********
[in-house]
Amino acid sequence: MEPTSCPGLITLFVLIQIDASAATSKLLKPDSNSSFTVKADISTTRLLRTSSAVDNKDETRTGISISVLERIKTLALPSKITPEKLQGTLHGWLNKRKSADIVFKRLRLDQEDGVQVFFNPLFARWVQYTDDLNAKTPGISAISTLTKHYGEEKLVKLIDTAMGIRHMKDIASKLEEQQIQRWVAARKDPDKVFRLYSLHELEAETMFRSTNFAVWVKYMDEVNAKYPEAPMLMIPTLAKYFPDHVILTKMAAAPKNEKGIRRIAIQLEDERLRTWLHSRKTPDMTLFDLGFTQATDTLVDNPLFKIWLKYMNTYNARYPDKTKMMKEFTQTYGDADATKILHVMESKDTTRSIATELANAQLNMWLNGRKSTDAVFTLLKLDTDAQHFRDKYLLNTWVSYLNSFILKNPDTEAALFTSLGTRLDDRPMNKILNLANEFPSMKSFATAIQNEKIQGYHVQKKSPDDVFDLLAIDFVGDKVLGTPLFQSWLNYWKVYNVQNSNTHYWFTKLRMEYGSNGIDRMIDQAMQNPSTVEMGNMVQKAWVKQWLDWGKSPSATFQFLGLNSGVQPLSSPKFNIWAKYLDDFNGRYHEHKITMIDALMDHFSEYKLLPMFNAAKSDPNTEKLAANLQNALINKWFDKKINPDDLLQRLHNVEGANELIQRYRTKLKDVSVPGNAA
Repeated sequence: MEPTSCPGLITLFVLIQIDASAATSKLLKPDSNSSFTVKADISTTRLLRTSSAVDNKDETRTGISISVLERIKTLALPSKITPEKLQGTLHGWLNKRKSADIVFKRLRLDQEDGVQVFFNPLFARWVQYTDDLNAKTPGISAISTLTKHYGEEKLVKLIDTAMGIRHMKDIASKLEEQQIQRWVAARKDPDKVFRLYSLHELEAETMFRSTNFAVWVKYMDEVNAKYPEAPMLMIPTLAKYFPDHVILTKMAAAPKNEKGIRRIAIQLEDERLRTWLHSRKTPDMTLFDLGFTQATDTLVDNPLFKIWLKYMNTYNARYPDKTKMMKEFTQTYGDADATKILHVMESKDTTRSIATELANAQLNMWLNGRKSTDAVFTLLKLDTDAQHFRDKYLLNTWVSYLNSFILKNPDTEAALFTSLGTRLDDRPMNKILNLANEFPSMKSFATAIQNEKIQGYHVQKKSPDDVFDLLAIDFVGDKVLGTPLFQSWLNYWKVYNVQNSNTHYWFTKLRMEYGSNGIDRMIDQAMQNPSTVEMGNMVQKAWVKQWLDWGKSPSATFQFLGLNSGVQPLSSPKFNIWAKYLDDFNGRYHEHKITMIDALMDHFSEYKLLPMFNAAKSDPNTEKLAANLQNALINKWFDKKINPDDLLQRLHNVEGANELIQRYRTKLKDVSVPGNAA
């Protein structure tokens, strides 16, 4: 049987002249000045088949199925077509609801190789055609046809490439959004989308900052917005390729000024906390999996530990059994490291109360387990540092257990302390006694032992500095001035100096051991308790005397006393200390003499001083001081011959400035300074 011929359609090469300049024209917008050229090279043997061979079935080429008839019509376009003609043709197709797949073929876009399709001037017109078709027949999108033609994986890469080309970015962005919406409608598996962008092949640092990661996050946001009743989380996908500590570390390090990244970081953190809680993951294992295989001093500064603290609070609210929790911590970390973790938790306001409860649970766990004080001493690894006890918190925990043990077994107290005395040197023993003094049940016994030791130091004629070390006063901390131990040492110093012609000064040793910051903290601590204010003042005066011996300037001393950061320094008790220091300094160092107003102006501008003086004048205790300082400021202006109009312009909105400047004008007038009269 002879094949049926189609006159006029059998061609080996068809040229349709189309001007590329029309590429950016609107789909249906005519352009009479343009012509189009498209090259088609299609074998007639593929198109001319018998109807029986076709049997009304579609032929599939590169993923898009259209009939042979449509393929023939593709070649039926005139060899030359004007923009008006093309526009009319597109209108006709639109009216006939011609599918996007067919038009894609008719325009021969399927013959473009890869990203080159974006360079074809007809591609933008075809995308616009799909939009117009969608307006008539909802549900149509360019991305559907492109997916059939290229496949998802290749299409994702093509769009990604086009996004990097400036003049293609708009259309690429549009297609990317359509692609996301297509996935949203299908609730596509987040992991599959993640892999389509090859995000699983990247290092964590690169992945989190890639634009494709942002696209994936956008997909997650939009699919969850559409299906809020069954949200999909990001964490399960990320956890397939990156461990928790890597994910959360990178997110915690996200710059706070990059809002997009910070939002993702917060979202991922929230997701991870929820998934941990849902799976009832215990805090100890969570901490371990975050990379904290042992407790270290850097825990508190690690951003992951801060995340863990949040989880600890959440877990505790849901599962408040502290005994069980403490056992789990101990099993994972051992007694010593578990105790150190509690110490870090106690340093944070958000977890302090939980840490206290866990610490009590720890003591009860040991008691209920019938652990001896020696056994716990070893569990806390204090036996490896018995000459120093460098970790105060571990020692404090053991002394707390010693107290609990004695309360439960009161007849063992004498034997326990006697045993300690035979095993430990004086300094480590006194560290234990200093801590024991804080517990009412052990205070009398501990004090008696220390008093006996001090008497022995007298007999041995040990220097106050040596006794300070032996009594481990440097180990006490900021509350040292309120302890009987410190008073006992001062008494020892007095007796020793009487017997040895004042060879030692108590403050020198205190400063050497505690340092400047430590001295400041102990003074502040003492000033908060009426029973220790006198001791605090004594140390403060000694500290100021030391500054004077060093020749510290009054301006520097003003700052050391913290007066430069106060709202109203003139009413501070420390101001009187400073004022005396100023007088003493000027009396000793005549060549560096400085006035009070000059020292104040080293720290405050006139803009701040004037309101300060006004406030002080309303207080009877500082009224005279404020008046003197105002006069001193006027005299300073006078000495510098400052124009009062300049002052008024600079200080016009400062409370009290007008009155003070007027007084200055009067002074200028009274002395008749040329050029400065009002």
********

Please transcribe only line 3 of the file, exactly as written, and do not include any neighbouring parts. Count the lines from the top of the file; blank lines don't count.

Repeated sequence: MEPTSCPGLITLFVLIQIDASAATSKLLKPDSNSSFTVKADISTTRLLRTSSAVDNKDETRTGISISVLERIKTLALPSKITPEKLQGTLHGWLNKRKSADIVFKRLRLDQEDGVQVFFNPLFARWVQYTDDLNAKTPGISAISTLTKHYGEEKLVKLIDTAMGIRHMKDIASKLEEQQIQRWVAARKDPDKVFRLYSLHELEAETMFRSTNFAVWVKYMDEVNAKYPEAPMLMIPTLAKYFPDHVILTKMAAAPKNEKGIRRIAIQLEDERLRTWLHSRKTPDMTLFDLGFTQATDTLVDNPLFKIWLKYMNTYNARYPDKTKMMKEFTQTYGDADATKILHVMESKDTTRSIATELANAQLNMWLNGRKSTDAVFTLLKLDTDAQHFRDKYLLNTWVSYLNSFILKNPDTEAALFTSLGTRLDDRPMNKILNLANEFPSMKSFATAIQNEKIQGYHVQKKSPDDVFDLLAIDFVGDKVLGTPLFQSWLNYWKVYNVQNSNTHYWFTKLRMEYGSNGIDRMIDQAMQNPSTVEMGNMVQKAWVKQWLDWGKSPSATFQFLGLNSGVQPLSSPKFNIWAKYLDDFNGRYHEHKITMIDALMDHFSEYKLLPMFNAAKSDPNTEKLAANLQNALINKWFDKKINPDDLLQRLHNVEGANELIQRYRTKLKDVSVPGNAA